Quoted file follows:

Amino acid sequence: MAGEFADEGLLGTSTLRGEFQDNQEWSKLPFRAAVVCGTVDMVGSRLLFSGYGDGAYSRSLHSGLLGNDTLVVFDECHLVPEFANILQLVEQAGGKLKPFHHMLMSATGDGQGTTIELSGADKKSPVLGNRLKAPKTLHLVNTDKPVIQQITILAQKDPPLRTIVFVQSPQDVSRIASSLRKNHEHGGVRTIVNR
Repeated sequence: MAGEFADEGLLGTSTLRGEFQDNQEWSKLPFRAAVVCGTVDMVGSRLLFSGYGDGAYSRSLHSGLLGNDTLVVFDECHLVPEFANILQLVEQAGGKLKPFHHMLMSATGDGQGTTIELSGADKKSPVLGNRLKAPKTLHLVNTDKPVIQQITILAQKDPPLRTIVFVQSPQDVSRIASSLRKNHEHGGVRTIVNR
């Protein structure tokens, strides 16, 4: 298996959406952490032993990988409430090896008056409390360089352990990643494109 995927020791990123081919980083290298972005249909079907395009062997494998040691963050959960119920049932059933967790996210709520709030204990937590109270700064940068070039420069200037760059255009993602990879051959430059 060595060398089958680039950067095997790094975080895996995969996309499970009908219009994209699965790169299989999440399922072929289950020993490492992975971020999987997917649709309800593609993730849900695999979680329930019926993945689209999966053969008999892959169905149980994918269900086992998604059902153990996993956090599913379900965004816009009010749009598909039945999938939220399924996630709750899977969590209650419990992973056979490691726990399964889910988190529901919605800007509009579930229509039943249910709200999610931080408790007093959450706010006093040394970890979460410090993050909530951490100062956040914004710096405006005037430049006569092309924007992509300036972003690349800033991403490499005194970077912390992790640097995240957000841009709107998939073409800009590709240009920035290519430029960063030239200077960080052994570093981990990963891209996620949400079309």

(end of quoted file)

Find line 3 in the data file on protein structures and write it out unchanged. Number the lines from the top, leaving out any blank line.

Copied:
């Protein structure tokens, strides 16, 4: 298996959406952490032993990988409430090896008056409390360089352990990643494109 995927020791990123081919980083290298972005249909079907395009062997494998040691963050959960119920049932059933967790996210709520709030204990937590109270700064940068070039420069200037760059255009993602990879051959430059 060595060398089958680039950067095997790094975080895996995969996309499970009908219009994209699965790169299989999440399922072929289950020993490492992975971020999987997917649709309800593609993730849900695999979680329930019926993945689209999966053969008999892959169905149980994918269900086992998604059902153990996993956090599913379900965004816009009010749009598909039945999938939220399924996630709750899977969590209650419990992973056979490691726990399964889910988190529901919605800007509009579930229509039943249910709200999610931080408790007093959450706010006093040394970890979460410090993050909530951490100062956040914004710096405006005037430049006569092309924007992509300036972003690349800033991403490499005194970077912390992790640097995240957000841009709107998939073409800009590709240009920035290519430029960063030239200077960080052994570093981990990963891209996620949400079309």